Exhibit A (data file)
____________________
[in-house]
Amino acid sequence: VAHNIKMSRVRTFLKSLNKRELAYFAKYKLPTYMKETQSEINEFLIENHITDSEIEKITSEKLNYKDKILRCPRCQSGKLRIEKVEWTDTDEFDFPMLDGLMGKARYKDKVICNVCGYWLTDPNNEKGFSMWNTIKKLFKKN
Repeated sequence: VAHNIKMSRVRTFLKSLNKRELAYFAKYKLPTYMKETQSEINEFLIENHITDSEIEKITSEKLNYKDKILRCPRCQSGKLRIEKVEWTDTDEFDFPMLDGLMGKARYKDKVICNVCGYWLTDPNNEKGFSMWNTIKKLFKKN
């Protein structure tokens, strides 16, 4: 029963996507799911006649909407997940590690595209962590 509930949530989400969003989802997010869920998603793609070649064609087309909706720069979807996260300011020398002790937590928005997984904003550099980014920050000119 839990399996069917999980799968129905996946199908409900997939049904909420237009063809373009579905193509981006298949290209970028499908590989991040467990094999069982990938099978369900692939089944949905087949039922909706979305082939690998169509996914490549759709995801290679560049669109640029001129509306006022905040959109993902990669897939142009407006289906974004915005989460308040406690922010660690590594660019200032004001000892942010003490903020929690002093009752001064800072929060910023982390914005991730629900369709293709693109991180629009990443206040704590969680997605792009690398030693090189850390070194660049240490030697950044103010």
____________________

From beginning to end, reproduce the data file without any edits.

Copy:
[in-house]
Amino acid sequence: VAHNIKMSRVRTFLKSLNKRELAYFAKYKLPTYMKETQSEINEFLIENHITDSEIEKITSEKLNYKDKILRCPRCQSGKLRIEKVEWTDTDEFDFPMLDGLMGKARYKDKVICNVCGYWLTDPNNEKGFSMWNTIKKLFKKN
Repeated sequence: VAHNIKMSRVRTFLKSLNKRELAYFAKYKLPTYMKETQSEINEFLIENHITDSEIEKITSEKLNYKDKILRCPRCQSGKLRIEKVEWTDTDEFDFPMLDGLMGKARYKDKVICNVCGYWLTDPNNEKGFSMWNTIKKLFKKN
């Protein structure tokens, strides 16, 4: 029963996507799911006649909407997940590690595209962590 509930949530989400969003989802997010869920998603793609070649064609087309909706720069979807996260300011020398002790937590928005997984904003550099980014920050000119 839990399996069917999980799968129905996946199908409900997939049904909420237009063809373009579905193509981006298949290209970028499908590989991040467990094999069982990938099978369900692939089944949905087949039922909706979305082939690998169509996914490549759709995801290679560049669109640029001129509306006022905040959109993902990669897939142009407006289906974004915005989460308040406690922010660690590594660019200032004001000892942010003490903020929690002093009752001064800072929060910023982390914005991730629900369709293709693109991180629009990443206040704590969680997605792009690398030693090189850390070194660049240490030697950044103010």